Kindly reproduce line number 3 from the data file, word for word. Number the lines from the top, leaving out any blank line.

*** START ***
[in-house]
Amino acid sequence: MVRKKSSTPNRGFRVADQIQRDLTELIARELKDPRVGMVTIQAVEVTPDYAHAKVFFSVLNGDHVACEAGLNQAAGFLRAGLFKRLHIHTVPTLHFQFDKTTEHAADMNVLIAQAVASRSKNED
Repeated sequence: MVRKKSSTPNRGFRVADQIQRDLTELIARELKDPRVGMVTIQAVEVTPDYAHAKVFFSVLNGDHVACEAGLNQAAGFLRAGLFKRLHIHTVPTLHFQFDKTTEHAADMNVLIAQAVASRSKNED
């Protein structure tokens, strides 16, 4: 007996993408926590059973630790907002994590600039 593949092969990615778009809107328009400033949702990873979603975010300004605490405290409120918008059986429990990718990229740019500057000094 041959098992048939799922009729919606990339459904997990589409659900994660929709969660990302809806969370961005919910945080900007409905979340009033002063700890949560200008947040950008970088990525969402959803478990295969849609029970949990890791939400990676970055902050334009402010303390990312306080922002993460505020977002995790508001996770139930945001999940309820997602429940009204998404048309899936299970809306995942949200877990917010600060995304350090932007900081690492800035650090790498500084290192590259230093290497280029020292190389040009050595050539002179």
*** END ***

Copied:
Repeated sequence: MVRKKSSTPNRGFRVADQIQRDLTELIARELKDPRVGMVTIQAVEVTPDYAHAKVFFSVLNGDHVACEAGLNQAAGFLRAGLFKRLHIHTVPTLHFQFDKTTEHAADMNVLIAQAVASRSKNED